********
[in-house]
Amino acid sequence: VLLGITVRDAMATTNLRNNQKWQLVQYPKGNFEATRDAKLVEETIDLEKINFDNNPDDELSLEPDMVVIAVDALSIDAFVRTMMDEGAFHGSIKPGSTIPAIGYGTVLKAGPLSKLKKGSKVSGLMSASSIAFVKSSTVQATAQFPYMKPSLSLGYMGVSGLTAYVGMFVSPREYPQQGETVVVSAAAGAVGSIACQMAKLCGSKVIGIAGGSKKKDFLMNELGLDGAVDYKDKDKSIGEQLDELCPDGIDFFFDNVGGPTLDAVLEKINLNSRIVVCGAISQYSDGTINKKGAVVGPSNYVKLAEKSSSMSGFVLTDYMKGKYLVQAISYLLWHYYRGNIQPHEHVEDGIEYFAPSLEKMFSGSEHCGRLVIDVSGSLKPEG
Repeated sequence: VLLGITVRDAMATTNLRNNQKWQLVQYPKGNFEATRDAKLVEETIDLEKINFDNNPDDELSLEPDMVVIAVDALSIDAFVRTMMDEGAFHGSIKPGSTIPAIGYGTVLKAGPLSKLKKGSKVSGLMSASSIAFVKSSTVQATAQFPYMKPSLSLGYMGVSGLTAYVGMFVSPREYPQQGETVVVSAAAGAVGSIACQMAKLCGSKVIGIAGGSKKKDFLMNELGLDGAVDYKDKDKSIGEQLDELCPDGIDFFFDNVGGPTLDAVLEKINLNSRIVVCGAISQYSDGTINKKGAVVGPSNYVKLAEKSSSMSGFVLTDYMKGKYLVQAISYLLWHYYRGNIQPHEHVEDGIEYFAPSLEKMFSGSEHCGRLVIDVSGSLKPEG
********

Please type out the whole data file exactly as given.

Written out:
[in-house]
Amino acid sequence: VLLGITVRDAMATTNLRNNQKWQLVQYPKGNFEATRDAKLVEETIDLEKINFDNNPDDELSLEPDMVVIAVDALSIDAFVRTMMDEGAFHGSIKPGSTIPAIGYGTVLKAGPLSKLKKGSKVSGLMSASSIAFVKSSTVQATAQFPYMKPSLSLGYMGVSGLTAYVGMFVSPREYPQQGETVVVSAAAGAVGSIACQMAKLCGSKVIGIAGGSKKKDFLMNELGLDGAVDYKDKDKSIGEQLDELCPDGIDFFFDNVGGPTLDAVLEKINLNSRIVVCGAISQYSDGTINKKGAVVGPSNYVKLAEKSSSMSGFVLTDYMKGKYLVQAISYLLWHYYRGNIQPHEHVEDGIEYFAPSLEKMFSGSEHCGRLVIDVSGSLKPEG
Repeated sequence: VLLGITVRDAMATTNLRNNQKWQLVQYPKGNFEATRDAKLVEETIDLEKINFDNNPDDELSLEPDMVVIAVDALSIDAFVRTMMDEGAFHGSIKPGSTIPAIGYGTVLKAGPLSKLKKGSKVSGLMSASSIAFVKSSTVQATAQFPYMKPSLSLGYMGVSGLTAYVGMFVSPREYPQQGETVVVSAAAGAVGSIACQMAKLCGSKVIGIAGGSKKKDFLMNELGLDGAVDYKDKDKSIGEQLDELCPDGIDFFFDNVGGPTLDAVLEKINLNSRIVVCGAISQYSDGTINKKGAVVGPSNYVKLAEKSSSMSGFVLTDYMKGKYLVQAISYLLWHYYRGNIQPHEHVEDGIEYFAPSLEKMFSGSEHCGRLVIDVSGSLKPEG